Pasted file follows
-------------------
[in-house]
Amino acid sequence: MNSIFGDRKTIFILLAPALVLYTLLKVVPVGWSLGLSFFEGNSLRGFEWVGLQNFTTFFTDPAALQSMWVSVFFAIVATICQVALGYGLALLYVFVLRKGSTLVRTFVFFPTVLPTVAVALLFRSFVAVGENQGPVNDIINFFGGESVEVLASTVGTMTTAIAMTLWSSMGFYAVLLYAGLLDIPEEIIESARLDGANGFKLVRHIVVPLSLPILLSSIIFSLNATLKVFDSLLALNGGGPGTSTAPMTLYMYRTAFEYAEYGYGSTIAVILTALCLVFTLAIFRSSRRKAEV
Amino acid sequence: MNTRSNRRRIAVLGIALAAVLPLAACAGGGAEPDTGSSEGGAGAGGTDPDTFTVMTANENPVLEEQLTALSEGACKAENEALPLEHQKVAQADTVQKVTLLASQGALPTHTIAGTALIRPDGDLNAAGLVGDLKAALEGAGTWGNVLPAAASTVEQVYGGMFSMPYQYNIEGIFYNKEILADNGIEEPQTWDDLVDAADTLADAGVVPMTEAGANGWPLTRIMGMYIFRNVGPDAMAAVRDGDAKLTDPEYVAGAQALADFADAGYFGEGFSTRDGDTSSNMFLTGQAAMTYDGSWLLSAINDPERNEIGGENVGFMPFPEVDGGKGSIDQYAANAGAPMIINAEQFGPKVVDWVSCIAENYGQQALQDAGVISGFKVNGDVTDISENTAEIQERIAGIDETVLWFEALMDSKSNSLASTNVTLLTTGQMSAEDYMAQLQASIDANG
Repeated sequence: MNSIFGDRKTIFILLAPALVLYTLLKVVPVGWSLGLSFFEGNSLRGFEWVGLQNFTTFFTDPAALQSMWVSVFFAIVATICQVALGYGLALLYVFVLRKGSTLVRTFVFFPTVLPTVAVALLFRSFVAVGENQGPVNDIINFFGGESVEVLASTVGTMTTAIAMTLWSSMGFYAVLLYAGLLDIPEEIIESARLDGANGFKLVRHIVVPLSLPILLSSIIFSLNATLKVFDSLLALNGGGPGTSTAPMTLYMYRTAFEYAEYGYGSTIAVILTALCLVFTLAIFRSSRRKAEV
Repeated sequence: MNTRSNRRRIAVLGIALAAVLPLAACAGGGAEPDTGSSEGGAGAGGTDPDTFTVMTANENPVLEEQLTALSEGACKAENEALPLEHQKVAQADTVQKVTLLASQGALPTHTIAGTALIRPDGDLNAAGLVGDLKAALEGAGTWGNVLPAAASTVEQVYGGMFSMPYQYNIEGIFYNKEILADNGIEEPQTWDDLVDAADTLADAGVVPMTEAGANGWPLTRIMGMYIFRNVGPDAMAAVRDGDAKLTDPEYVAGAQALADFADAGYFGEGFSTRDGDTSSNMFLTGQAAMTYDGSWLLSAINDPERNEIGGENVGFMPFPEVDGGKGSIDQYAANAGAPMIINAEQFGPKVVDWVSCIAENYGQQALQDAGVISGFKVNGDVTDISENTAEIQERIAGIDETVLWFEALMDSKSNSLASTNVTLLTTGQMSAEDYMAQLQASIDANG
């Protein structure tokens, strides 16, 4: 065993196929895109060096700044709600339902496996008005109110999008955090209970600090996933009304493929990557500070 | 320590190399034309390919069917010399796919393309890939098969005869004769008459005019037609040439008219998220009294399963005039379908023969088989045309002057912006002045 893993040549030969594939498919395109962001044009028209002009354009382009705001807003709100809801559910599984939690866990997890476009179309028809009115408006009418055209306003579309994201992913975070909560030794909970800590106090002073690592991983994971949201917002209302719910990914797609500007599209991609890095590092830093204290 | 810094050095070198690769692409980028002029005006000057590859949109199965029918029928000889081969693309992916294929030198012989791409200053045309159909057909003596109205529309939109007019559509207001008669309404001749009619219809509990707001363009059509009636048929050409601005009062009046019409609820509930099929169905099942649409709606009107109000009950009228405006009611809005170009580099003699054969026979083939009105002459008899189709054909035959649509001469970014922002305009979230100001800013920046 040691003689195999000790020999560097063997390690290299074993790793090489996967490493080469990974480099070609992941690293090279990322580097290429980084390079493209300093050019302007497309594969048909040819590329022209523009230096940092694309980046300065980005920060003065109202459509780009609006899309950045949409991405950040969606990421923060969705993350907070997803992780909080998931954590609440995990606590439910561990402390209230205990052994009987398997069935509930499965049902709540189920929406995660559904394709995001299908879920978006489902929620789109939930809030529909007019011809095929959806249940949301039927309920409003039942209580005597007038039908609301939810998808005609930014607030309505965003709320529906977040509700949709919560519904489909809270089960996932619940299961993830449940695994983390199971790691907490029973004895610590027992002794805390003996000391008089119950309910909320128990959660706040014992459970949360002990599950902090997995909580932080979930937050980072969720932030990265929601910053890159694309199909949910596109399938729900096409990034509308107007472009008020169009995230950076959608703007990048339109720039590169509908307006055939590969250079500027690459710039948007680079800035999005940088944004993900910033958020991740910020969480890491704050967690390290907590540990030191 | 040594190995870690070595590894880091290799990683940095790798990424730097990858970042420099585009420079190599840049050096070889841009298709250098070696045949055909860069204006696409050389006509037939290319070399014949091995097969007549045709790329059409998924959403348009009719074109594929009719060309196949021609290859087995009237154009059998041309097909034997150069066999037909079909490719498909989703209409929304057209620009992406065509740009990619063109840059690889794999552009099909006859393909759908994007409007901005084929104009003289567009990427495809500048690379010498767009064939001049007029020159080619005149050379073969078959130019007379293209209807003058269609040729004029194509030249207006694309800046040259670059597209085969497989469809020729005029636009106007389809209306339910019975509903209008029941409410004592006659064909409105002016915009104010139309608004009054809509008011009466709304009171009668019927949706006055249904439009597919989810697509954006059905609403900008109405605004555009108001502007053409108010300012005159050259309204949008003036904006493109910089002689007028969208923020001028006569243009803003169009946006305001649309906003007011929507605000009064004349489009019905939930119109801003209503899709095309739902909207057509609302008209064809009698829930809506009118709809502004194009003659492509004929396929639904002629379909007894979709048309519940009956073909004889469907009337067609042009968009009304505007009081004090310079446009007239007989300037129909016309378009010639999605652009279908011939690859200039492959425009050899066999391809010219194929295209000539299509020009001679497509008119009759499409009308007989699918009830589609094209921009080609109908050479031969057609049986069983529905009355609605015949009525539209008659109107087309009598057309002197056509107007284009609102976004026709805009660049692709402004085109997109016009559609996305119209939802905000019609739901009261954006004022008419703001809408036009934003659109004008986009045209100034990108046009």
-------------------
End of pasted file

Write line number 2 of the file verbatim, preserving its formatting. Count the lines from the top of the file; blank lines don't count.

Amino acid sequence: MNSIFGDRKTIFILLAPALVLYTLLKVVPVGWSLGLSFFEGNSLRGFEWVGLQNFTTFFTDPAALQSMWVSVFFAIVATICQVALGYGLALLYVFVLRKGSTLVRTFVFFPTVLPTVAVALLFRSFVAVGENQGPVNDIINFFGGESVEVLASTVGTMTTAIAMTLWSSMGFYAVLLYAGLLDIPEEIIESARLDGANGFKLVRHIVVPLSLPILLSSIIFSLNATLKVFDSLLALNGGGPGTSTAPMTLYMYRTAFEYAEYGYGSTIAVILTALCLVFTLAIFRSSRRKAEV